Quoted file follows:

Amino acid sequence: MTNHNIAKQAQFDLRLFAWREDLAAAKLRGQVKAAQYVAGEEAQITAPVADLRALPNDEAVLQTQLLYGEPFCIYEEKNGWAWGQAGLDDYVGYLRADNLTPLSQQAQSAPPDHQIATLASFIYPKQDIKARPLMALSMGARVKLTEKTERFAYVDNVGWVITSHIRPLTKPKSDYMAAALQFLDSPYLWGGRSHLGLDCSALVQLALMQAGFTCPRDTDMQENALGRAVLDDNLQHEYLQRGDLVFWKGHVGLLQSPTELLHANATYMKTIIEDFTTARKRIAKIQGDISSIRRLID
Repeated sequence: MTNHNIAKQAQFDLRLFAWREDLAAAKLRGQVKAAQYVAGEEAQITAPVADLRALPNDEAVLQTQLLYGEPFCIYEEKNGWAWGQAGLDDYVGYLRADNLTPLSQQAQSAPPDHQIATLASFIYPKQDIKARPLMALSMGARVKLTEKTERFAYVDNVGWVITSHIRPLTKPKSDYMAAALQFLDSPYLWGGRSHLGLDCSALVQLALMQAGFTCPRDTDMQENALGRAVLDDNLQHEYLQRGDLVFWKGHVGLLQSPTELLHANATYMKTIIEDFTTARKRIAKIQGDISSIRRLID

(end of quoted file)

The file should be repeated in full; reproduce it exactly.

Amino acid sequence: MTNHNIAKQAQFDLRLFAWREDLAAAKLRGQVKAAQYVAGEEAQITAPVADLRALPNDEAVLQTQLLYGEPFCIYEEKNGWAWGQAGLDDYVGYLRADNLTPLSQQAQSAPPDHQIATLASFIYPKQDIKARPLMALSMGARVKLTEKTERFAYVDNVGWVITSHIRPLTKPKSDYMAAALQFLDSPYLWGGRSHLGLDCSALVQLALMQAGFTCPRDTDMQENALGRAVLDDNLQHEYLQRGDLVFWKGHVGLLQSPTELLHANATYMKTIIEDFTTARKRIAKIQGDISSIRRLID
Repeated sequence: MTNHNIAKQAQFDLRLFAWREDLAAAKLRGQVKAAQYVAGEEAQITAPVADLRALPNDEAVLQTQLLYGEPFCIYEEKNGWAWGQAGLDDYVGYLRADNLTPLSQQAQSAPPDHQIATLASFIYPKQDIKARPLMALSMGARVKLTEKTERFAYVDNVGWVITSHIRPLTKPKSDYMAAALQFLDSPYLWGGRSHLGLDCSALVQLALMQAGFTCPRDTDMQENALGRAVLDDNLQHEYLQRGDLVFWKGHVGLLQSPTELLHANATYMKTIIEDFTTARKRIAKIQGDISSIRRLID